It seems that everywhere you look in this town you see orange. There is a lot of excitement around here these days. Because the Astros are in the World Series, even people like me who don’t care at all for baseball are rearranging their schedules to be able to watch some of the games. There is a sense of unity and celebration throughout the city because of the impending victory (hopefully!). It is especially nice to have something to be excited about and to help people forget their cares for a bit after the recent devastating floods of Harvey.
While winning the World Series would be great, I wonder, what if we were as excited about our faith? What if we would have get-togethers and rearrange our schedules in order to share in the excitement of the victory that has been won by Christ that our brothers who have gone before us and one day we will also share in? We do this on Sunday mornings, yes, but I don’t see nearly the devotion to the Lord that I do to the Astros (or Texans, or Rockets…) Where is the festive atmosphere and joy in the House of God?
Next week our culture will spend millions (or billions?) of dollars decorating their homes and dressing up in creepy, evil, spooky things. Most Christian families with young kids will participate because it is fun and the parents have fond memories of the good times they had when they were children (also, if they don’t participate, they will be made to feel like they are depriving their children or weirdos or holy-rolling fuddyduds).
I once heard a priest giving a homily to some Catholic school children on Halloween where he explained that we can celebrate Halloween because Christ has conquered death and sin and so we don’t have to be afraid of evil and death anymore–we can laugh at it and not be scared. I think this is a pretty good explanation and justification of a pre-Christian practice among the faithful. However, I wonder, are we laughing at evil or are we flirting with it and admiring it in our modern Halloween traditions?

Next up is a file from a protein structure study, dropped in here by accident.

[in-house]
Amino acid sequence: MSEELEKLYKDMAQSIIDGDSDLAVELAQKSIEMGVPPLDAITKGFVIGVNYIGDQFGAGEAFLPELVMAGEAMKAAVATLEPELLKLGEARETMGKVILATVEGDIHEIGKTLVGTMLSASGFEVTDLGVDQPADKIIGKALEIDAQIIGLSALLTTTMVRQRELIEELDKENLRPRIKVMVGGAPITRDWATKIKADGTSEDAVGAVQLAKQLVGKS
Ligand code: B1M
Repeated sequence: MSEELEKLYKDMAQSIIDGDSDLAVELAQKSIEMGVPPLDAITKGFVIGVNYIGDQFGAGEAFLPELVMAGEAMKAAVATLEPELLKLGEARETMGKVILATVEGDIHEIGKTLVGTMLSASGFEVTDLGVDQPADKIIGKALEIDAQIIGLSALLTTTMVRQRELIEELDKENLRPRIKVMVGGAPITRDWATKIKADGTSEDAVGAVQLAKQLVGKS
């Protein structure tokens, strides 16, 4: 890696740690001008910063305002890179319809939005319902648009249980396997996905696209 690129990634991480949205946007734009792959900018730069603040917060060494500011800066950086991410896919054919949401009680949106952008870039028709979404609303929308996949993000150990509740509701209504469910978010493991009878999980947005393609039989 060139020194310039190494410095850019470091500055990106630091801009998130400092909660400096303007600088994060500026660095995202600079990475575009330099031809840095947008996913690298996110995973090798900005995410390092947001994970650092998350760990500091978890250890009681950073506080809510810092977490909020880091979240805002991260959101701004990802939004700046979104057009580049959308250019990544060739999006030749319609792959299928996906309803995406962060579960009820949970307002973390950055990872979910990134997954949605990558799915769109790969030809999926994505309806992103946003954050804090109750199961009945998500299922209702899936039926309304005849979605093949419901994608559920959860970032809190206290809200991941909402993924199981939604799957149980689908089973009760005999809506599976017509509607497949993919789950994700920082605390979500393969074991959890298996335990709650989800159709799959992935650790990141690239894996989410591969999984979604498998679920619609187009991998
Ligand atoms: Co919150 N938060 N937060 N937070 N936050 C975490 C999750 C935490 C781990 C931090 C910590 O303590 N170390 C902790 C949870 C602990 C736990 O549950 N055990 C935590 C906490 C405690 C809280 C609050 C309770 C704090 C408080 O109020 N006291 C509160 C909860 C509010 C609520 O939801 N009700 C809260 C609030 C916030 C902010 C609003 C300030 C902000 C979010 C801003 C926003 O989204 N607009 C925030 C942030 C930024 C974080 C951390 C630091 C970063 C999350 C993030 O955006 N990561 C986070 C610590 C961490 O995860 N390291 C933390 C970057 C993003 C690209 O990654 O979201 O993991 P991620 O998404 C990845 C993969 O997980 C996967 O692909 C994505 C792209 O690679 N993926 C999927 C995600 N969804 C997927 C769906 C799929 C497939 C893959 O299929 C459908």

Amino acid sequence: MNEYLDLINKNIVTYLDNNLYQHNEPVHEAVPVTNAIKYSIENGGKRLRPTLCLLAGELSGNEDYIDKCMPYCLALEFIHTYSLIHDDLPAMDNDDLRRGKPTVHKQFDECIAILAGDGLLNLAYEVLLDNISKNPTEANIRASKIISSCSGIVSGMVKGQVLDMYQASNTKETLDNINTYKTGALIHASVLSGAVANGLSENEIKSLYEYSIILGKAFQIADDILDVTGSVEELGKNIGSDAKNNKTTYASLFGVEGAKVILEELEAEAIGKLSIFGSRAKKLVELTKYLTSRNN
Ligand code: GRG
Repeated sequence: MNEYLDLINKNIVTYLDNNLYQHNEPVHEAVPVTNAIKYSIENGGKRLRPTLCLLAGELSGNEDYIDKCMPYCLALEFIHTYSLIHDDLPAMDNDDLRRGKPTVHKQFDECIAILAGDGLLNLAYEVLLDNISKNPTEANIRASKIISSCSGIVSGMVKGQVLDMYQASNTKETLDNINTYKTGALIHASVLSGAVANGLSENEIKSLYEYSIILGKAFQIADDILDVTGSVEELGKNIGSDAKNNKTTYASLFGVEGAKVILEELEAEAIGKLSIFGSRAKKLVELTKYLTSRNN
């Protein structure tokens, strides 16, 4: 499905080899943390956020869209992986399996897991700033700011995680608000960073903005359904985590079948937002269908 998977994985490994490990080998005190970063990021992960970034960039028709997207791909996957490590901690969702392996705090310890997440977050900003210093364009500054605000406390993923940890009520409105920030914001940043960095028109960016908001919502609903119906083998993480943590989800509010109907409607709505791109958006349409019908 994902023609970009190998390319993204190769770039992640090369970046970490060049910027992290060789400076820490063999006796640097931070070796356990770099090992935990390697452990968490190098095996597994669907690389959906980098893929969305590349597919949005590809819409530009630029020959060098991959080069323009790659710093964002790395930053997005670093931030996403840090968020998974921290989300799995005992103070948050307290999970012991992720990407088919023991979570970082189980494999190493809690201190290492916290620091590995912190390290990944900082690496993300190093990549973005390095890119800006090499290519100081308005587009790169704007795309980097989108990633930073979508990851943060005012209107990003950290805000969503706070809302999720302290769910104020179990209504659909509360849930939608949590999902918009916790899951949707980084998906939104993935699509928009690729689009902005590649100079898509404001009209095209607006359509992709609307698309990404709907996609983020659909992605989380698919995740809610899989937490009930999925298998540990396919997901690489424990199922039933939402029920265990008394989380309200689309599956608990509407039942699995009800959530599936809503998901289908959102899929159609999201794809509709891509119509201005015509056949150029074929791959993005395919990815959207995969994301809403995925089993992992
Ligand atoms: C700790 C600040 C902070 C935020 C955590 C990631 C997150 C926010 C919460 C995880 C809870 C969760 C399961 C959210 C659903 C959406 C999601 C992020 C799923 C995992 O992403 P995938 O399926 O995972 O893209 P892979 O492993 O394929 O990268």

Halloween actually means “All Hallows Eve” which is the evening before All Saint’s Day, a holy day of obligation for all Catholics to attend Mass–an opportunity to celebrate and thank God for the glorious victory of Christ and the saints in Heaven. I am not altogether comfortable with having my kids participate in the spooky elements of Halloween. So, what we have done and plan to continue as our family tradition, is to go to Mass on October 31 in the evening and then attend the All Saint’s Day party afterward. The kids dress up as their favorite saints, play games, get treats, and learn a little about the heroes of their faith. They don’t feel as much like they are missing out on all the fun because they are having fun too, and they are being strengthened spiritually instead of being tempted or frightened or just numbed to the shock of evil. This plan has worked for us–it puts my conscience at ease and allows for fun.
While it is fun and exciting to cheer for and celebrate the victories of the home teams, how much more awesome and lasting is the victory of Christ over death and slavery to sin? Celebrating All Saint’s Day is a way to put the focus back on to this ultimate victory and the hope we have as Christians. This is worth getting excited about!